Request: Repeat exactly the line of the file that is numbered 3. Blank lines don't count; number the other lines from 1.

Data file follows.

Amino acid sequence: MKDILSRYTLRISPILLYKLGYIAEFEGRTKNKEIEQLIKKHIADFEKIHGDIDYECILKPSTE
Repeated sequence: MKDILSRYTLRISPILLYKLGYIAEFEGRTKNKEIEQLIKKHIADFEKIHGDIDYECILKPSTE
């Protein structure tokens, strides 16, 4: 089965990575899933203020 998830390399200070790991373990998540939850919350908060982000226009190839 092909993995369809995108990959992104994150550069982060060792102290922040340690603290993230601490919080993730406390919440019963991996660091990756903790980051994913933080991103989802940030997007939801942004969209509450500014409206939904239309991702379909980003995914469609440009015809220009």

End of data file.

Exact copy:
């Protein structure tokens, strides 16, 4: 089965990575899933203020 998830390399200070790991373990998540939850919350908060982000226009190839 092909993995369809995108990959992104994150550069982060060792102290922040340690603290993230601490919080993730406390919440019963991996660091990756903790980051994913933080991103989802940030997007939801942004969209509450500014409206939904239309991702379909980003995914469609440009015809220009």